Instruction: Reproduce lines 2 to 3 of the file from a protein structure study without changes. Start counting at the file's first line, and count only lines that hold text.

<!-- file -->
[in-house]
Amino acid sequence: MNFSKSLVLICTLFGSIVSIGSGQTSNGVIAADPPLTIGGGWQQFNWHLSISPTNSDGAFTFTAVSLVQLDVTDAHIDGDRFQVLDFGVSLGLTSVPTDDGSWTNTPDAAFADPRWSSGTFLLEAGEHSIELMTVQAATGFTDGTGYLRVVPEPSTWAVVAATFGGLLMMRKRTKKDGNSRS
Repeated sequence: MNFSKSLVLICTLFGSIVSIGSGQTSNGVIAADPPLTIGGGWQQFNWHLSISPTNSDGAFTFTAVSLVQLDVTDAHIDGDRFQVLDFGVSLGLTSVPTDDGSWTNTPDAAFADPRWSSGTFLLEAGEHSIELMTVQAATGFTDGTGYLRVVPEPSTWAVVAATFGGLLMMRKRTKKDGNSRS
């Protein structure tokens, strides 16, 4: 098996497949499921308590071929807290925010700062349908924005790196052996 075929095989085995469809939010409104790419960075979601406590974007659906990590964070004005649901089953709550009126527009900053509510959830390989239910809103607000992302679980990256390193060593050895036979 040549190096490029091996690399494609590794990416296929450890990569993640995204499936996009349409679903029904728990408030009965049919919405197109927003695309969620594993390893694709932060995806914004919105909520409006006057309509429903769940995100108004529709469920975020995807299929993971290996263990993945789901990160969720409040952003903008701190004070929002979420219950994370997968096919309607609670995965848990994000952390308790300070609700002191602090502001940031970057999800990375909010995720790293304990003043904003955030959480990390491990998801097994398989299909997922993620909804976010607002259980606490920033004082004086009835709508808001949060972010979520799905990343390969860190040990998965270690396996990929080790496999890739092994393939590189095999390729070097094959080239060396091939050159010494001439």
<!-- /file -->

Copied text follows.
Amino acid sequence: MNFSKSLVLICTLFGSIVSIGSGQTSNGVIAADPPLTIGGGWQQFNWHLSISPTNSDGAFTFTAVSLVQLDVTDAHIDGDRFQVLDFGVSLGLTSVPTDDGSWTNTPDAAFADPRWSSGTFLLEAGEHSIELMTVQAATGFTDGTGYLRVVPEPSTWAVVAATFGGLLMMRKRTKKDGNSRS
Repeated sequence: MNFSKSLVLICTLFGSIVSIGSGQTSNGVIAADPPLTIGGGWQQFNWHLSISPTNSDGAFTFTAVSLVQLDVTDAHIDGDRFQVLDFGVSLGLTSVPTDDGSWTNTPDAAFADPRWSSGTFLLEAGEHSIELMTVQAATGFTDGTGYLRVVPEPSTWAVVAATFGGLLMMRKRTKKDGNSRS